The new book Nothin’ To Lose: The Making of Kiss (1972 – 1975) chronicles the band’s embryonic days as rock n’roll fanatics from New York City’s outer boroughs with a relentless will to succeed. The book is an oral history and includes interviews with the band, their friends, and crew, as well as opening acts and other musicians who were there first hand to witness the group’s hard scrabble ascent to worldwide fame. Co-authors and for nearly 40 years the band’s leading lights, Paul Stanley and Gene Simmons sat down to talk about the band’s past and future.
VH1 TUNER: How did this book come about?
Paul Stanley: Ken Sharpe put the book together. He’s a long time fan. We’ve known him since he was literally about 8 years old. He’s an avid fan of the band and an avid fan of rock n’ roll. He’s been conducting and compiling interviews over the years and it seemed a natural thing for us to do at this point. We’ve always told the story from our point of view but it’s really interesting to hear what managers, promoters, roadies, all kinds of people who were there recall because quite honestly there’s things in the book that I don’t remember. I don’t know that they’re true but if they make me look good then they’re true (laughter).
VH1: What was it about those years that you wanted to focus on that you felt was special and was an untold side of the Kiss story?
Gene Simmons: When you’re at the front of a train all you’re seeing is what’s coming at you. We have a very unique advantage because we get that adrenaline rush but you don’t get a chance to figure out what it all means. What the side scenery is like. Do I have my mother’s hips? You know, all that stuff which everyone else in the train gets and then the very last person sees it all go by. So they’re all different perspectives of an interesting, astonishing train ride that we’ve had which is now approaching 40 years and boy, do we look good (laughter).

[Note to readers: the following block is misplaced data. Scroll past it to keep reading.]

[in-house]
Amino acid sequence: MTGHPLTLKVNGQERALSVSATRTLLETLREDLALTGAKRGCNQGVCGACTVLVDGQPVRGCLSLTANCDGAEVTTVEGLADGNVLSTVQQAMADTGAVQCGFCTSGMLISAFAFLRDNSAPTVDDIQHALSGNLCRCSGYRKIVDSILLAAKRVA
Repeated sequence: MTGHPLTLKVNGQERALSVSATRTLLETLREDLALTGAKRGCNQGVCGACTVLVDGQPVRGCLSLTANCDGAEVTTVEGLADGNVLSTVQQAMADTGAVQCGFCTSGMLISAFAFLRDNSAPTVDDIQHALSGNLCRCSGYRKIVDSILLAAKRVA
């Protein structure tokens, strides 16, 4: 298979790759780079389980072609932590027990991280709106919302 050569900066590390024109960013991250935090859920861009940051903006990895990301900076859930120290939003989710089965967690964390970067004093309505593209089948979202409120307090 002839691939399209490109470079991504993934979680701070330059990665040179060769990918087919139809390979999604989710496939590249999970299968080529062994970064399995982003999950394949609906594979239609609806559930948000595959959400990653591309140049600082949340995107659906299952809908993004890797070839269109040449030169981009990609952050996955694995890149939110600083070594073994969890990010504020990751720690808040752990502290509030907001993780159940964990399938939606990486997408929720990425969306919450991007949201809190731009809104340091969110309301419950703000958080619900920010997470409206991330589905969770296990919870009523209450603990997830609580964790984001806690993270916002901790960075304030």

VH1: When you see live footage of Kiss from the years covered in the book you’re killing it and you clearly have that hunger to succeed. What do you miss the most about those early days?
Paul Stanley: Nothing, honestly. It’s great to look back, when I see early footage (of Kiss), I couldn’t be more proud of it. We were totally committed to what we were doing. We believed in it against all odds. People said it would never work. We were four guys and we were a nation. Nothing was going to get in our way and when you watch early footage it’s absolutely undeniable the band was going to succeed in spite of what everybody said about it. Most of the people who were the naysayers feared what we were doing. Rock n’ roll in its purest form is always feared. Whether it was Elvis Presley, The Beatles or The Stones. You’re doing something right when people say “This is crap,” or “It has no redeeming value.” It’s rock n’ roll. And we were the essence of that and delivered the goods. We were the guys in the audience who went up on stage and said “Let us show you how it’s supposed to be done.”